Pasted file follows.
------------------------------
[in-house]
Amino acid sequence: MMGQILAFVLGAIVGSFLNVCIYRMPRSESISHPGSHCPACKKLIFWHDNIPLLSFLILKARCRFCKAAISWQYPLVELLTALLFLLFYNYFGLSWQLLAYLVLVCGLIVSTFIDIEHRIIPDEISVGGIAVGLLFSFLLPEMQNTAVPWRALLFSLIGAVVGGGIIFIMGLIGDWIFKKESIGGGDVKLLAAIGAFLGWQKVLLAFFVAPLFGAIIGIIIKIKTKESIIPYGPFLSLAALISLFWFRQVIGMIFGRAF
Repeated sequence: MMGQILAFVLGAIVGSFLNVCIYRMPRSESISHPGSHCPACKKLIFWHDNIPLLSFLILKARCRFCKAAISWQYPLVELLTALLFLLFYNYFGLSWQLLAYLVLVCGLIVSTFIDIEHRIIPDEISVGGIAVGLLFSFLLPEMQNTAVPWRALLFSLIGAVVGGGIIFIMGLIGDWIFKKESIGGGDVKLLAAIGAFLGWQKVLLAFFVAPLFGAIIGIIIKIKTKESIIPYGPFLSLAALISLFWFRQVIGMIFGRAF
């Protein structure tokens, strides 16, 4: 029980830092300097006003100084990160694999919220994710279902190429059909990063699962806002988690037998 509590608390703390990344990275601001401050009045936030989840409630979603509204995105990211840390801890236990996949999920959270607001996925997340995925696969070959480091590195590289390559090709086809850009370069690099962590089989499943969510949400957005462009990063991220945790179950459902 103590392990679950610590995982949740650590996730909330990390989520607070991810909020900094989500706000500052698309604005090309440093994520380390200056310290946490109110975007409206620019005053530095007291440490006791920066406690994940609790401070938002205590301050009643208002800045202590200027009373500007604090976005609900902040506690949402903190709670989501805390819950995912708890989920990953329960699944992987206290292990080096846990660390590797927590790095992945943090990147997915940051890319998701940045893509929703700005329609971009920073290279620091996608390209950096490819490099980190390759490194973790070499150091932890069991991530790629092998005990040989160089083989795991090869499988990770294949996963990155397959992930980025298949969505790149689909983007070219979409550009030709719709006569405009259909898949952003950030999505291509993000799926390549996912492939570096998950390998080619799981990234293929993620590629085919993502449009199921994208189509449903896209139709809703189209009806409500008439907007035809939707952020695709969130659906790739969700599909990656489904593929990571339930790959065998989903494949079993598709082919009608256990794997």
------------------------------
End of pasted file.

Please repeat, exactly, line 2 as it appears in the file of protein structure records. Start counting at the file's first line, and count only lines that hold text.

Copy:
Amino acid sequence: MMGQILAFVLGAIVGSFLNVCIYRMPRSESISHPGSHCPACKKLIFWHDNIPLLSFLILKARCRFCKAAISWQYPLVELLTALLFLLFYNYFGLSWQLLAYLVLVCGLIVSTFIDIEHRIIPDEISVGGIAVGLLFSFLLPEMQNTAVPWRALLFSLIGAVVGGGIIFIMGLIGDWIFKKESIGGGDVKLLAAIGAFLGWQKVLLAFFVAPLFGAIIGIIIKIKTKESIIPYGPFLSLAALISLFWFRQVIGMIFGRAF